Pre-Release Epics

Before this codebase was ready for any kind of organized release methodology, we began the process of opening epic branches - branches into which feature-related PRs were open, but which didn’t necessarily result in a passing test suite until their conclusion.

For any reader trying to piece together the history of innovations in NuCypher, understanding these epics and their role in the evolution of our network is a must.


10 Jul 2018

Named because @jMyles and @kPrasch really needed some when they finally pushed the first breakages that led to this epic.

  • Associated homecoming: Portland / Pedalpalooza

In a sense, Coffee is the canonical epic in the NuCypher development cycle. It was the first codebase to be used in live demos and in hackathon projects.

It introduced the first fully-working relationship between the Characters who are arguably most fundamental in understanding the NuCypher cryptology: Alice and Ursula.

Coffee was the first epic which brought a usable Arrangement API and regarded the Arrangement as the fundamental representation of a relationship between Alice, Ursula, and Bob - now a mainstay of the NuCypher network.

It also included the first seeds of many of the metaphors that have become common vernacular on the team: “dividing” a stake, the “learning loop”, “NetworkMiddleware”, and node verification.


28 Sep 2018

Named because the team was learning German and drinking coconut water.

  • Associated homecoming: Berlin / Web3

Kokonusswasser represented a realization (perhaps an admission, depending on your view) that NuCypher needed to reinvent some of the basic tooling of a decentralized network in order to be viable for use in the near-term.

Examples include deprecating the DHT in favor of the Learning Loop, the dispatcher pattern for smart contracts, and a flat contract registry.

Kokonuswasser also introduced Vladimir, a metaphor for an unlawful, selfish node, and the first fully functional CLI interface to the project.


18 Nov 2018

Named as a homophone for “seeder”, as this epic introduced our seeder contract and concepts.

  • Associated homecoming: Prague / Devcon4

The team hacked and slashed to prepare our first devnet for several “off Devcon” events, at which we presented demos using our first 10 public federated nodes.

Finally coming to initial fruition around a table at a small restaurant in Prague (w/ @kprasch, @jMyles, @mswilkison, and @tuxxy frantically pecking), the devnet was demoed just an hour later.

Following our first devnet demo, Cedar brought all of the changes that we launched into a more sane domain, adding tests for launch logic, docstrings, and logging statements throughout the codebase. We also began reporting log emissions to Sentry.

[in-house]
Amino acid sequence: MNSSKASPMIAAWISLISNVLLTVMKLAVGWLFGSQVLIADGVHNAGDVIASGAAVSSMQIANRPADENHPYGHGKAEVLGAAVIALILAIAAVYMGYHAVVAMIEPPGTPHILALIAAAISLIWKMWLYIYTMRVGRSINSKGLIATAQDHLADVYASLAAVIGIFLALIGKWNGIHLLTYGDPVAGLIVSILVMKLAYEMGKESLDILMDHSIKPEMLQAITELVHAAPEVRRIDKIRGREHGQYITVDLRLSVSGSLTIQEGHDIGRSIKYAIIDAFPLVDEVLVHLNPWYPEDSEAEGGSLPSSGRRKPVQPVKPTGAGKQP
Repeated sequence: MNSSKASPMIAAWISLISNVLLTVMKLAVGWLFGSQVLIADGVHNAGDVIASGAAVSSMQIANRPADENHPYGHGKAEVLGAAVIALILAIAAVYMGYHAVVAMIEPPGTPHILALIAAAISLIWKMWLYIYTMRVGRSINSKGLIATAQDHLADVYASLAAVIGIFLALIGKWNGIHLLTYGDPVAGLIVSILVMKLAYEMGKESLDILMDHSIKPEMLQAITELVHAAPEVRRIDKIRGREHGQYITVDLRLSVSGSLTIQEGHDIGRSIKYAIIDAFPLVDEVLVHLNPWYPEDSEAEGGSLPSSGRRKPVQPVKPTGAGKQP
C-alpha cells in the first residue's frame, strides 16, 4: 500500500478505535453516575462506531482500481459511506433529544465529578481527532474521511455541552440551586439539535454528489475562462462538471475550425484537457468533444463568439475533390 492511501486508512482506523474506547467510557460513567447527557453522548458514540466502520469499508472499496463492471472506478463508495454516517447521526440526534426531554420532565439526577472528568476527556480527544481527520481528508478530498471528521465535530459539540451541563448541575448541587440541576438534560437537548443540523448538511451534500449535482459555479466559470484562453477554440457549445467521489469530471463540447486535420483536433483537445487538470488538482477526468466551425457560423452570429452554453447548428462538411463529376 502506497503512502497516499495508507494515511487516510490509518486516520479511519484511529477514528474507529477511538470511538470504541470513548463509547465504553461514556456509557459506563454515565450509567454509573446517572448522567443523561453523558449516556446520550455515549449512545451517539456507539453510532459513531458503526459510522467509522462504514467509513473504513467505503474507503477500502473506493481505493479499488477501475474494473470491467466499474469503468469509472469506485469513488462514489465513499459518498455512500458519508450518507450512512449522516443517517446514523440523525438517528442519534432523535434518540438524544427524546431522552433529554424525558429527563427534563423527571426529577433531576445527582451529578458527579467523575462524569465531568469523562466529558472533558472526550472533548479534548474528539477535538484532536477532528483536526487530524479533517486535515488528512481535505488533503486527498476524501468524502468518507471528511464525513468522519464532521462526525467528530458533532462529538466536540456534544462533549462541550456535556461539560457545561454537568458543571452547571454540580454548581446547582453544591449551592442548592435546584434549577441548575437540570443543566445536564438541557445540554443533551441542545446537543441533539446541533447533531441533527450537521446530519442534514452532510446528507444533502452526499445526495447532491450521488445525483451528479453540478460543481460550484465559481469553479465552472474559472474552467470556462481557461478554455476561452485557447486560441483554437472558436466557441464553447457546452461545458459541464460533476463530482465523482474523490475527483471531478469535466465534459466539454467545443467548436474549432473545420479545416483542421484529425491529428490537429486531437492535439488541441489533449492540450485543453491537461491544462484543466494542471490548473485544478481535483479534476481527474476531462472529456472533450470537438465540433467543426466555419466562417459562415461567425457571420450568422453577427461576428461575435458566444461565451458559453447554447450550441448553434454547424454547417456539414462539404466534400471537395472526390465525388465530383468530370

A lot of automation for deployment also landed in Cedar, including Ansible playbooks, our first status page, and the “nickname” scheme, in which a pronounceable name is derived from a node’s checksum address.


Although not associated with an epic branch, we conducted an Alpha Distribution release on Jan 29, 2019

Our Alpha release including a metric bajillion bugfixes, along with documentation, testing, tightened-up CI configuration, and our “heartbeat” demo.

Carrot Juice

15 Feb 2019

Named because jMyles had had enough coffee and needed a change.

  • Associated homecoming: Denver / ETHDenver

Focused on demo robustness and introducing relatively few features, Carrot Juice brought stability and sanity to some of the cutting-edge features developed up until then.

Carrot Juice was the introduction of dual-use interfaces, meant both for live demos and for use by the public at large.

Featuring 81 commits in the 24 hours leading up to the ETHDenver demo, Carrot Juice introduced Moe, our first “chaotic” character, and “MiddlewareClientWithConnectionProblems”, our first network component focused entirely on testing how the network handles downtime.

Carrot Juice was the basis for the ETHDenver demo:


25 Feb 2019

Our longest running epic - open for an entire season - Vodka offered a major critique to a several cryptoeconomic norms, most notably offering a zero-knowledge verification of re-encryption correctness.

Vodka introduced a mutual commitment from Bob and Ursula, who now sign the input and output of each re-encryption request. This represents the first time that Bob and Ursula have shared a common political view of the network, which is crucial for introducing accountability (including slashing) for our re-encryption service.

We also adopted our Numerology project, which performs elliptic-curve arithmetic in Solidity.

Vodka is a wonderful read with annotations, as it contains exciting and creative interplay between @szotov and @cygnusv.